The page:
Even if we could limit the peak temperature increase to 2 C in the transition period, there is little guarantee that it would be adequate. See Hansen’s discussion on this issue in his Plos One article; it’s about as good an argument as I’ve seen. And, to limit the temperature increase to 2 C with high chance, we have basically run out of carbon budget, and need to reduce CO2 emissions radically. To minimize CO2 generation would require strong cooperation and motivation among seven billion citizens of this planet. When you couple that requirement to the poll results in #233, where about half the American respondents don’t even EXPRESS the most minimal commitment to ameliorating climate change, WORRYING about it, then there is infinitesimal chance we will even approach anything near 2 C. These conclusions apply to the situation today. Things can always change, and maybe some series of Pearl Harbor events could make a major change in the international consciousness.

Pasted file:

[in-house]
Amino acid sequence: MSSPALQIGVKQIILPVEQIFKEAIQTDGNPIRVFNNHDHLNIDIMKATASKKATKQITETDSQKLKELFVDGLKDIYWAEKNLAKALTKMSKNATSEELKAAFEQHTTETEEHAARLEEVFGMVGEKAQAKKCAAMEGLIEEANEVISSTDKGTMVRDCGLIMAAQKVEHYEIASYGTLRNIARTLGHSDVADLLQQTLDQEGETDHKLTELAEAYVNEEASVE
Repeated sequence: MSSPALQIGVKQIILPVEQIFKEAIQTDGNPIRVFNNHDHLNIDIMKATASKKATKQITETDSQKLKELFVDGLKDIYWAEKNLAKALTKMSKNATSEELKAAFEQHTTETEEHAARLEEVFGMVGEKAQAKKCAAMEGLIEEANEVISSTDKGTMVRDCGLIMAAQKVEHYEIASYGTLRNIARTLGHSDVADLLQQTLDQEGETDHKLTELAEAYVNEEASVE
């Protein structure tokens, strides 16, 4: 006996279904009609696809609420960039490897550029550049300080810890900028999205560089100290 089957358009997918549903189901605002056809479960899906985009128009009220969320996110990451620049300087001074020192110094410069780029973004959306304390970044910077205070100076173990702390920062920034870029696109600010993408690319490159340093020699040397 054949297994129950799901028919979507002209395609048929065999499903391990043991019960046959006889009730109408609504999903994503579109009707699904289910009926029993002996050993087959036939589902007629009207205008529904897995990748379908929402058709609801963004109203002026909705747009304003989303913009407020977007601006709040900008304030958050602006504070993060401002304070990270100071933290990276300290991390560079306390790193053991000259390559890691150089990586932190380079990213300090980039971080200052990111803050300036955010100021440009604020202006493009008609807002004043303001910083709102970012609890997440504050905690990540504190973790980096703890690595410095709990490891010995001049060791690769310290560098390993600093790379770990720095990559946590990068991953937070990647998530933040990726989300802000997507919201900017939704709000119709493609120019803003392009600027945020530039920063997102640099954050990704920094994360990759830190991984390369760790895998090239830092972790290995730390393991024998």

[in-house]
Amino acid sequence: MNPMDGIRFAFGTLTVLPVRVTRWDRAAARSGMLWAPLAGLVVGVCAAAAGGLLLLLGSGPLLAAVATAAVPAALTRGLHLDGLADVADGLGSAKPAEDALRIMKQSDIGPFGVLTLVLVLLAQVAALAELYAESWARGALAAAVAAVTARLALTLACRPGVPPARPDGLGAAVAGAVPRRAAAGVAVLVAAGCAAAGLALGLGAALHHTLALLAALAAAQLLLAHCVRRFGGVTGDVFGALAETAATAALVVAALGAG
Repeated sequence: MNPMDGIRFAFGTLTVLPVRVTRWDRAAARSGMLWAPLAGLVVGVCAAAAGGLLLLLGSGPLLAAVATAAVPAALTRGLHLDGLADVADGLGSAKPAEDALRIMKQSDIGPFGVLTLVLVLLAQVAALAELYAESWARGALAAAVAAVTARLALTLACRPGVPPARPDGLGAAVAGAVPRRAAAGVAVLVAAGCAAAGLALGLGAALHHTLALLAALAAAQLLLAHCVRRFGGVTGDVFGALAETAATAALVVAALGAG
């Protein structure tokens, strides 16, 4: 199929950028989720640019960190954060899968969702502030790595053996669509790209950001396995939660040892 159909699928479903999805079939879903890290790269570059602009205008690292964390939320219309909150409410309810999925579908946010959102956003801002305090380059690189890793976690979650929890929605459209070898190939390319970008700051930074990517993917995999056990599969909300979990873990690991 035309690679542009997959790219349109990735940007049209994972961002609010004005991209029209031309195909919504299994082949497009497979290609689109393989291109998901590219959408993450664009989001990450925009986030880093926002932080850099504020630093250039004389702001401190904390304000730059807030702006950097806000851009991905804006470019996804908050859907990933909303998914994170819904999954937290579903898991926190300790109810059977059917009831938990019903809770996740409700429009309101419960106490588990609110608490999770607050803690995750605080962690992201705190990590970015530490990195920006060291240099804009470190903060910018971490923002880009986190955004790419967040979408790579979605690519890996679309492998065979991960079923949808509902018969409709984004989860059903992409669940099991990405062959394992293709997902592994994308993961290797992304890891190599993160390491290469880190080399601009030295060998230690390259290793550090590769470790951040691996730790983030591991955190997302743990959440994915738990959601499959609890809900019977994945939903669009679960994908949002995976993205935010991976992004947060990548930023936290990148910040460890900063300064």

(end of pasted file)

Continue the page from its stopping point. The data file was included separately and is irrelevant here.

50. 250
    SecularAnimist says:

    FurryCatHerder wrote: “… a lot of things that reduce carbon emissions are now cost-savers. We need to get that message out.”

    Interestingly, some regular commenters here seem greatly concerned to prevent that message from getting out, to the point of calling anyone who dares to suggest such a thing a paid shill and part of a deliberate “Merchants Of Doubt” disinformation campaign — while they continue to repeat (with no supporting evidence whatsoever, and often contrary to observed facts) that rapid, major emissions reductions MUST impose draconian “deprivation and hardship” on the entire population.